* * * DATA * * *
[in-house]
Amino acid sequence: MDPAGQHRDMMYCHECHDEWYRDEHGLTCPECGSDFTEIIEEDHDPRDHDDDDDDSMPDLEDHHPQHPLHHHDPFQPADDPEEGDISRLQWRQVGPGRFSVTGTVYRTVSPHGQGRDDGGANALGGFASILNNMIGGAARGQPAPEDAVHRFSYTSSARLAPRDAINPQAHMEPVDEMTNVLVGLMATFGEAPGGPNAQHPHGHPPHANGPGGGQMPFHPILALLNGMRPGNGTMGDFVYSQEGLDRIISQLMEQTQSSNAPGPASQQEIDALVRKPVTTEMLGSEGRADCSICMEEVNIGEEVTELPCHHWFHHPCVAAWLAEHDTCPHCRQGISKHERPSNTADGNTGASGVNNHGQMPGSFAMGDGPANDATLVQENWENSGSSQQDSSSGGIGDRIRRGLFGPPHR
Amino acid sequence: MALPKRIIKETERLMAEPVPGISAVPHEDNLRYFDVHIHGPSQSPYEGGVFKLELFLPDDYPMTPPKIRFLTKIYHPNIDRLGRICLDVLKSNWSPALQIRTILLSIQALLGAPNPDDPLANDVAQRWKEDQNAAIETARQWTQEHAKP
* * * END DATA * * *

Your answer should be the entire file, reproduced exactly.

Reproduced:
[in-house]
Amino acid sequence: MDPAGQHRDMMYCHECHDEWYRDEHGLTCPECGSDFTEIIEEDHDPRDHDDDDDDSMPDLEDHHPQHPLHHHDPFQPADDPEEGDISRLQWRQVGPGRFSVTGTVYRTVSPHGQGRDDGGANALGGFASILNNMIGGAARGQPAPEDAVHRFSYTSSARLAPRDAINPQAHMEPVDEMTNVLVGLMATFGEAPGGPNAQHPHGHPPHANGPGGGQMPFHPILALLNGMRPGNGTMGDFVYSQEGLDRIISQLMEQTQSSNAPGPASQQEIDALVRKPVTTEMLGSEGRADCSICMEEVNIGEEVTELPCHHWFHHPCVAAWLAEHDTCPHCRQGISKHERPSNTADGNTGASGVNNHGQMPGSFAMGDGPANDATLVQENWENSGSSQQDSSSGGIGDRIRRGLFGPPHR
Amino acid sequence: MALPKRIIKETERLMAEPVPGISAVPHEDNLRYFDVHIHGPSQSPYEGGVFKLELFLPDDYPMTPPKIRFLTKIYHPNIDRLGRICLDVLKSNWSPALQIRTILLSIQALLGAPNPDDPLANDVAQRWKEDQNAAIETARQWTQEHAKP